Most of these were swept away within months of Messrs Gove and Gibb moving into Sanctuary Buildings, or left to wither on the vine. The loss has been immense and the void remains.
Feltag and Etag the high points in a sad story
The past few years have seen a couple of bright spots. In further education the Feltag ministerial action group established by FE/Skills minister Matthew Hancock MP is still nudging the culture of FE providers towards a more digital and sustainable future (but not mentioned on the current PowerPoint timeline for the new DfE stakeholder groups).
Sadly the Etag report, commissioned by Hancock, Willetts and Gove and welcomed at BETT, never got beyond a ministerial reshuffle. Highlights for me have been the TeachMeet movement — teachers helping themselves — and the Student Digital Leaders programme which recruits and empowers learners in schools and colleges to act as change agents and catalysts to help teachers innovate with technology.
We also had the reform of the ICT curriculum into Computing but that is another sad story for another day. The simple fact is that this Government has further undermined the capacity, legacy, infrastructure, leadership and vision for the use of digital technology in education that was first ignored by the Coalition Government.
At a time when schools need more guidance, support, advice and CPD for teachers they are left to fend for themselves. Once the UK was seen as the world leader in the use of technology for learning as the Education World Forum and the BETT Show have regularly illustrated. This is no longer the case.
Also on my Besa panel were Lord Jim Knight, a former highly-regarded schools minister who is now head of TES Global, and Professor Rose Luckin from UCL the brains behind the European-funded EDUCATE project which aims to create a hub for edtech startups, teachers, educationists and researchers. All of us stressed the enormous potential that digital technology holds for teaching, learning and assessment. But it is the context, and how teachers use technology, that can really improve learning rather the technology itself.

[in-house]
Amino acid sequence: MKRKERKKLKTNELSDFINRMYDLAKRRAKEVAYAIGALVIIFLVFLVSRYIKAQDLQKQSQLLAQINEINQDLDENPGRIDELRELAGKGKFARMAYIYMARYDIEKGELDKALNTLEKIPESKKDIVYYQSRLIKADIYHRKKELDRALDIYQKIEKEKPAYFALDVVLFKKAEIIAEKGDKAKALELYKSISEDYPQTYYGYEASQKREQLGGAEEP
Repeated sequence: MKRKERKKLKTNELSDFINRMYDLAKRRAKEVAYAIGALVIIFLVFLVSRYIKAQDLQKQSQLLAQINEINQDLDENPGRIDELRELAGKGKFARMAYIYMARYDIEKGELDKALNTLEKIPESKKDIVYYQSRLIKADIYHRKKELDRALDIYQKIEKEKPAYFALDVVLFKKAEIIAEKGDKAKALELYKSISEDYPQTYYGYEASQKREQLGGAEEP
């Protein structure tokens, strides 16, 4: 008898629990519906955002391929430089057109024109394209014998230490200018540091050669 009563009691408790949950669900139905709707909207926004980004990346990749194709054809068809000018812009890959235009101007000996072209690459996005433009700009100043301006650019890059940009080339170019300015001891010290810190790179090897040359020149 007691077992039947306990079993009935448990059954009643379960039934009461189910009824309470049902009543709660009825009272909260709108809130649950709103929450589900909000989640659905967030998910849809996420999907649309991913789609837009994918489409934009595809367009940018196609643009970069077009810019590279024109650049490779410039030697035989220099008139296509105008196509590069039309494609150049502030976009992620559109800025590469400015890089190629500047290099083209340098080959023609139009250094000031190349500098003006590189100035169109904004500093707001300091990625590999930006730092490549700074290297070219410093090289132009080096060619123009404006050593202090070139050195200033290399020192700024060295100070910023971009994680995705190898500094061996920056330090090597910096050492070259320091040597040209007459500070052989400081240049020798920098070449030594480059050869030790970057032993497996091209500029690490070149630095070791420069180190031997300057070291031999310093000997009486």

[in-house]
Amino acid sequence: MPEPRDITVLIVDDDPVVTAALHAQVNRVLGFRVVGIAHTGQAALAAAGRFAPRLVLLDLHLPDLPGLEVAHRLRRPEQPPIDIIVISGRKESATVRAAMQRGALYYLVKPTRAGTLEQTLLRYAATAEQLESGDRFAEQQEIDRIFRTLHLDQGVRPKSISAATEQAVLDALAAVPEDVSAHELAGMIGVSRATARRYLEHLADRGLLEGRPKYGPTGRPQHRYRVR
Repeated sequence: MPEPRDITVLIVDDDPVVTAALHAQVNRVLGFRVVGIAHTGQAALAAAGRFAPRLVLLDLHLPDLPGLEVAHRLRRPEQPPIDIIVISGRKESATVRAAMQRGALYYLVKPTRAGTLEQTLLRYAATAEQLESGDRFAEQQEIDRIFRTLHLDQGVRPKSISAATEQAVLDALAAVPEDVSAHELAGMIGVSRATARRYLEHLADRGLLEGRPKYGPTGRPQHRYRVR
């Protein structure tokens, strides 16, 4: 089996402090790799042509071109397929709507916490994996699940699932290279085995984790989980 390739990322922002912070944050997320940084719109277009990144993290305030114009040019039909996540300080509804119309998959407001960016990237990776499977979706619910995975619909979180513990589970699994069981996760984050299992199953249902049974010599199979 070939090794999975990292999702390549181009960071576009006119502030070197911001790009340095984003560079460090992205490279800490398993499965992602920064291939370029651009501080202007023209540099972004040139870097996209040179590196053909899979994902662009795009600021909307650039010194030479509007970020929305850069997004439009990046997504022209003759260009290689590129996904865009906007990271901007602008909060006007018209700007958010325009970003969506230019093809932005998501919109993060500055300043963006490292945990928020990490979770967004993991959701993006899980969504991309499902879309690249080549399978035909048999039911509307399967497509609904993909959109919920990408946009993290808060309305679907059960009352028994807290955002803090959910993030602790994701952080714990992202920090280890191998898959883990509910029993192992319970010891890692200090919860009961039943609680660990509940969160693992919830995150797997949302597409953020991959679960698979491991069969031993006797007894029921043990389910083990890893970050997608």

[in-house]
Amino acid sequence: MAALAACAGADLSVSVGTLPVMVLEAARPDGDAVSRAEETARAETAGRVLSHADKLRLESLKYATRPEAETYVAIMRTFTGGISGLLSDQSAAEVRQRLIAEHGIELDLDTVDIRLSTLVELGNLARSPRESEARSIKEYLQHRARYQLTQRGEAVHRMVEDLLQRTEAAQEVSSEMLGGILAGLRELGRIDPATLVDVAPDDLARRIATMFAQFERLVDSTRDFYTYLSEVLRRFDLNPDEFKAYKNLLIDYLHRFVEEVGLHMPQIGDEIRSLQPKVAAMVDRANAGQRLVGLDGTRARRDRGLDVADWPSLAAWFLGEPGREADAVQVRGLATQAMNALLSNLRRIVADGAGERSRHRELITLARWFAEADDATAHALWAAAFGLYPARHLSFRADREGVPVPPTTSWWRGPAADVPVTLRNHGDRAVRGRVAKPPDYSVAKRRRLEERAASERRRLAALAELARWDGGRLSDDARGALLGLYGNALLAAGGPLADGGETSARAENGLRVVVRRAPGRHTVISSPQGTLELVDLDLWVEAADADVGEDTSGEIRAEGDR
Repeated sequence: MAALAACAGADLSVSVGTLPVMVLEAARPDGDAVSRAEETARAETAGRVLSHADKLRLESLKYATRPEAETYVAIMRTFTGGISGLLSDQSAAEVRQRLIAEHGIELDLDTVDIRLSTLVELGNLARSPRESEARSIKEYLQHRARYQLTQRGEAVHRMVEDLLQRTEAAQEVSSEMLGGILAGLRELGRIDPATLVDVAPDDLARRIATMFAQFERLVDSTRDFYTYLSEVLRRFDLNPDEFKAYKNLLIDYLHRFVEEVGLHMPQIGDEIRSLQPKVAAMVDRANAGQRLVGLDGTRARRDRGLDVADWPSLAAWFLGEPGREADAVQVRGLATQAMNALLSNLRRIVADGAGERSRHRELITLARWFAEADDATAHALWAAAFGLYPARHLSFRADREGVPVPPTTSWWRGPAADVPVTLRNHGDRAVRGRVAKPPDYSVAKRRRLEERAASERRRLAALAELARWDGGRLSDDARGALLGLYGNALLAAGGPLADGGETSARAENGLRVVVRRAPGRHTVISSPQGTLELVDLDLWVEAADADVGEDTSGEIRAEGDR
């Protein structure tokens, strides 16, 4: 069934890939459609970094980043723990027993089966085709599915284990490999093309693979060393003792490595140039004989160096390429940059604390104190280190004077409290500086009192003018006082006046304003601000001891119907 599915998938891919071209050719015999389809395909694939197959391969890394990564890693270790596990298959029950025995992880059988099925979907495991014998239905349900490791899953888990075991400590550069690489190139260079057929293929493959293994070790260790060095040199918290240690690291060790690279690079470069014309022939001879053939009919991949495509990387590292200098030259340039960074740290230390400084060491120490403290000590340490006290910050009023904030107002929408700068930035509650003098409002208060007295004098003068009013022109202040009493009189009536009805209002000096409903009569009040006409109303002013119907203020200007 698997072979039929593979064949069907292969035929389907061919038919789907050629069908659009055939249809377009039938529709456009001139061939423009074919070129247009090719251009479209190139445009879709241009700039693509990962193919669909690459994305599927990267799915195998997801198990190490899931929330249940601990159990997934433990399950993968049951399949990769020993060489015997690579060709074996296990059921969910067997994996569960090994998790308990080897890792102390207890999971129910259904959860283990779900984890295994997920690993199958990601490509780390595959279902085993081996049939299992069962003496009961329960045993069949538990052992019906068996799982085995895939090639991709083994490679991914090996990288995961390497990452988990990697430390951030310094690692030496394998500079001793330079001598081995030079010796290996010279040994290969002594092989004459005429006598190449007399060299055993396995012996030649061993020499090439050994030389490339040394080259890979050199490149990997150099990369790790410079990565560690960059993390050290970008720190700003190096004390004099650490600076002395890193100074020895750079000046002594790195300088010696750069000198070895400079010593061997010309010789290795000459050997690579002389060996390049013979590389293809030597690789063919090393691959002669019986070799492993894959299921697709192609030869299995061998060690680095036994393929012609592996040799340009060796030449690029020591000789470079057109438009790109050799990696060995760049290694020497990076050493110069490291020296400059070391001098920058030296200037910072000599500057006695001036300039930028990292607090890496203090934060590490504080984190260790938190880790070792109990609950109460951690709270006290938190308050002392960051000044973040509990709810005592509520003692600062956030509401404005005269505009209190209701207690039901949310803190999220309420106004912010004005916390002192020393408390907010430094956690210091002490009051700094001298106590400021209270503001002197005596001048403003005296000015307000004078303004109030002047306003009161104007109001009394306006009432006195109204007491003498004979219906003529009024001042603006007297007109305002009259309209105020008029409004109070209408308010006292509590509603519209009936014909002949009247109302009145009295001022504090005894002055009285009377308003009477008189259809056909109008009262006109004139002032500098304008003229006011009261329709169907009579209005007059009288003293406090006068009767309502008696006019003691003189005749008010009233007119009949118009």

The DfE and its new stakeholder groups
As BESA members and guests debated the issues, plans were being finalised at the DfE for three stakeholder meetings to brainstorm policy. These have now happened and I was present for the final one on Friday last week.
Besa is to be congratulated for bringing together such a rich and varied group of panellists and speakers to explore the schools spending and policy horizon. But the uncertainty surrounding school funding, rising costs, numbers of pupils, staff shortages and the accelerating rate of technological change make it difficult to make firm predictions about business in the future.
The optimists will have found some comfort from the DfE stakeholder groups which concluded on Friday, but the bitter experience of national leadership since 2010 requires serious political commitment to lift the community's veil of deep cynicism. It's time for them to establish their credibility.
The sun may have been kind to those visiting the Kensington Roof Gardens for Besa enlightenment, but most people in the UK's educational ICT community feel they have been led up the garden path by their political leaders and policymakers before. Now the DfE has a real chance for a new vision, and there will be no shortage of support as long as the main driver is how we can use technology to improve the teaching' learning and assessment of all learners at all levels.
Bob Harrison is chair of governors at Northern College, vice chair of governors at a secondary modern school in Trafford and a trustee of the UfI Trust and the YMCA. You can follow him on Twitter: @bobharrisonset